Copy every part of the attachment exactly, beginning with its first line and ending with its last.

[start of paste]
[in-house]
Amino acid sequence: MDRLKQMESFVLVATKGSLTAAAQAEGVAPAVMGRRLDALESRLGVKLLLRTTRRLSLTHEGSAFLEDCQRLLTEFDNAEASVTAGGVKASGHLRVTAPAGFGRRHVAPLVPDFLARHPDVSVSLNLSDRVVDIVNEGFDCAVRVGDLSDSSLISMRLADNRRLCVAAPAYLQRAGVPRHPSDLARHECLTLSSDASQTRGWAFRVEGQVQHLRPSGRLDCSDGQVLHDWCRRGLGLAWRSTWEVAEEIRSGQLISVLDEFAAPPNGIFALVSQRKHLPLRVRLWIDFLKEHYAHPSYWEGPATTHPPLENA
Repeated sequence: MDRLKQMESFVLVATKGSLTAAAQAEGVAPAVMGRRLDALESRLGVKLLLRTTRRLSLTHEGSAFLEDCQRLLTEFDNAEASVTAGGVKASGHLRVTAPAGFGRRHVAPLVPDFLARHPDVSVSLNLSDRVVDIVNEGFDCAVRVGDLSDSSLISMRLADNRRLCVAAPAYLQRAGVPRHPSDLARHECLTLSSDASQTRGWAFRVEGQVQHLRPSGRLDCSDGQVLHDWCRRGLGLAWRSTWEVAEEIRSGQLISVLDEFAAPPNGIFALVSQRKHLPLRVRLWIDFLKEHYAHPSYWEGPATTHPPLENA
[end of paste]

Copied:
[in-house]
Amino acid sequence: MDRLKQMESFVLVATKGSLTAAAQAEGVAPAVMGRRLDALESRLGVKLLLRTTRRLSLTHEGSAFLEDCQRLLTEFDNAEASVTAGGVKASGHLRVTAPAGFGRRHVAPLVPDFLARHPDVSVSLNLSDRVVDIVNEGFDCAVRVGDLSDSSLISMRLADNRRLCVAAPAYLQRAGVPRHPSDLARHECLTLSSDASQTRGWAFRVEGQVQHLRPSGRLDCSDGQVLHDWCRRGLGLAWRSTWEVAEEIRSGQLISVLDEFAAPPNGIFALVSQRKHLPLRVRLWIDFLKEHYAHPSYWEGPATTHPPLENA
Repeated sequence: MDRLKQMESFVLVATKGSLTAAAQAEGVAPAVMGRRLDALESRLGVKLLLRTTRRLSLTHEGSAFLEDCQRLLTEFDNAEASVTAGGVKASGHLRVTAPAGFGRRHVAPLVPDFLARHPDVSVSLNLSDRVVDIVNEGFDCAVRVGDLSDSSLISMRLADNRRLCVAAPAYLQRAGVPRHPSDLARHECLTLSSDASQTRGWAFRVEGQVQHLRPSGRLDCSDGQVLHDWCRRGLGLAWRSTWEVAEEIRSGQLISVLDEFAAPPNGIFALVSQRKHLPLRVRLWIDFLKEHYAHPSYWEGPATTHPPLENA